Aeschylus (c. 525-456 BCE) and Euripides (c. 485-406 BCE), as ancient Greek playwrights often did, covered many of the same mythical topics within the poetic plays that they produced. One such saga of myth that they both wrote about was the Oresteian tales, centering around the tumultuous family of King Agamemnon. In brief, the Oresteian myths tell that Agamemnon sacrificed his daughter, Iphigenia, before sailing off to lead the Greeks in the famous Trojan War. Iphigenia’s siblings, Orestes and Electra, apparently coped with the loss of their sister, but Agamemnon’s wife, Clytemnestra, harbored a bitter grudge over the sacrifice of her daughter, and she found new love with a man named Aegisthus. Consequentially, when Agamemnon eventually sailed home victorious from the Trojan War, Clytemnestra had no emotions left for her long-absent husband except for hate. Rather than give Agamemnon a warm welcome home, Clytemnestra and Aegisthus instead killed the newly returned king. The murderous couple maintained power after the killing, but Clytemnestra’s slaying of Agamemnon ended up ruining her relationship with her children. Orestes and Electra, who had forgiven their father’s controversial actions, now felt duty-bound to avenge their father’s death, even if it meant killing their own mother. This premise sets up the Oresteian myths, which narrate Orestes’ quest to seek vengeance against his murderous mother, Clytemnestra, as well as her lover, Aegisthus. The Oresteian myths also cover the complicated consequences of Orestes’ success in his quest, and tell of his efforts to ritualistically clean himself and clear his name after committing the taboo crime of matricide. It is this storyline that Aeschylus and Euripides both shared in some of their plays, each adding their own characteristic twists, turns, and special insights to the plot.
Euripides, Aeschylus’ junior contemporary, was able to consume and critique the older playwrights works as he composed his own plays. Ancient Greeks were sometimes known to give shoutouts or take jabs at contemporary figures in their written works, and Euripides took the opportunity in his play, Electra, to offer a curious stab against one particular scene from one of Aeschylus’ Oresteian plays called The Libation Bearers (aka the Choephoroe). Both plays, Euripides’ Electra and Aeschylus’ Libation Bearers, cover the story of Orestes (who for most of his youth was raised abroad by a guardian) finally returning to his homeland to seek revenge against his mother. According to Aeschylus’ account of the myth, Electra was tipped off to her brother’s return when she noticed a lock of hair and sets of footprints at the site of Agamemnon’s tomb. In Aeschylus’ mind, Orestes must have had small feet or Electra’s were large, for when Electra put her foot on top of the print, it was a perfect match (as was the color and curl of the hair). The hair aside, it seemed to be the foot experiment in Aeschylus’ tale that acted as the definitive evidence needed by Electra to convince herself that Orestes had returned. Speaking as Electra, Aeschylus wrote:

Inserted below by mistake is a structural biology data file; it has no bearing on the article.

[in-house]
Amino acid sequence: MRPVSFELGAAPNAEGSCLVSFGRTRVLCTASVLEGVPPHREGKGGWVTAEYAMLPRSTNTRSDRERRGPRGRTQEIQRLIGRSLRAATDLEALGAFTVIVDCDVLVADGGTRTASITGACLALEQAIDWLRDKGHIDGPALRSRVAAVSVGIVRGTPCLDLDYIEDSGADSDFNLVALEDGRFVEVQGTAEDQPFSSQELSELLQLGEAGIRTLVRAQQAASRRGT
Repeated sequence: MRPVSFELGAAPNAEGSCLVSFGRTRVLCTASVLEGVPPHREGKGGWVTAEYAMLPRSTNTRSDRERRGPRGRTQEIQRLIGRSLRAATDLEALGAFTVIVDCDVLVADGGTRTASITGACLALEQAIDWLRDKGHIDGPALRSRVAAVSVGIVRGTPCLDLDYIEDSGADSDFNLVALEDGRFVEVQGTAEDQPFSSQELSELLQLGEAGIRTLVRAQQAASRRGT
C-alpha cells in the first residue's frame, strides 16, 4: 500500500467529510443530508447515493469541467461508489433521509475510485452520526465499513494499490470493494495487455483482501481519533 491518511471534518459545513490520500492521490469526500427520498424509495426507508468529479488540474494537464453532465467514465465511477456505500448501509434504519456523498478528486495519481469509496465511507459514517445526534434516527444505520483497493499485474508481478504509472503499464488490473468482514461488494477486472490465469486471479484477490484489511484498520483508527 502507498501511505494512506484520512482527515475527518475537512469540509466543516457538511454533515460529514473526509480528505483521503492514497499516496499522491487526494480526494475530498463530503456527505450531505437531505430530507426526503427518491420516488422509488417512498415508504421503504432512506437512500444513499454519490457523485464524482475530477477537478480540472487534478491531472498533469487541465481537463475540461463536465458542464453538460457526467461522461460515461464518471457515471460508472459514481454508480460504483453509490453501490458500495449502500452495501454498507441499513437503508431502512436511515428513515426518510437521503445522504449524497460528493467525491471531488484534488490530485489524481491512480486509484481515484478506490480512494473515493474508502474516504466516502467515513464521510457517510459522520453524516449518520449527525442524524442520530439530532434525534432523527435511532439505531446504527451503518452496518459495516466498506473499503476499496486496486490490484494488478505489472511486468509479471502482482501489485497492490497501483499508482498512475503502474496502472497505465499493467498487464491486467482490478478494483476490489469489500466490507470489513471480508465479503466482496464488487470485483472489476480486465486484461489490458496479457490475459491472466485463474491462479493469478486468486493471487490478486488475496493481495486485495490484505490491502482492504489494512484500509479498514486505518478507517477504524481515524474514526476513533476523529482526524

“A new sign to tell us more.
Footmarks…pairs of them, like mine.
Two outlines, two prints, his own, and there,
a fellow traveller’s. The heel of the arch
like twins. Step by step, my step in his…we meet—
Oh the pain, like pangs of labour—this is madness!”
(Aeschylus, The Libation Bearers, approximately lines 206-211)
Euripides evidently thought that this idea of Orestes and Electra having identical foot sizes made for a silly scene, and he decided to directly rebuke the idea in his own Electra play. In his narrative, Euripides sets up a conversation in which someone tells Electra that strangers had paid a visit to Agamemnon’s tomb and left a lock of hair. The speaker asks if Electra could identify the visitors to the tomb by inspecting the hair or footprints. To the hair question, Euripides had Electra answer, “[H]ow can locks of hair be compared when one has been grown by a noble man in the wrestling schools, while the other comes from a woman who uses a comb? It’s impossible” (Euripides, Electra, approximately between lines 520-530). As the banter continued, Euripides’ Electra eventually addressed the idea of footprints at the tomb of Agamemnon. She quipped, “How could there be a footprint in a rocky stretch of land? And if there is one, how could the foot of a brother and sister be the same size? The man’s is bigger” (Euripides, Electra, approximately between lines 530-540). After these witty challenges to Aeschylus’ scene, Euripides moved on with his narrative of Orestes and Electra’s revenge-killing of their mother.
Written by C. Keith Hansley
Picture Attribution: (Illustration labeled “Daniël onthult het bedrog van Bels priesters, Philips Galle, after Maarten van Heemskerck, 1565,” [Public Domain] via Creative Commons and the Rijksmuseum.jpg).
- Electra by Euripides, translated by James Morwood in Euripides: Medea and Other Plays. Oxford University Press, 1997, 1998, 2008.
- Aeschylus, The Orestia (Agamemnon, The Libation Bearers, The Eumenides), translated by Robert Fagles. New York: Penguin Classics, 1979.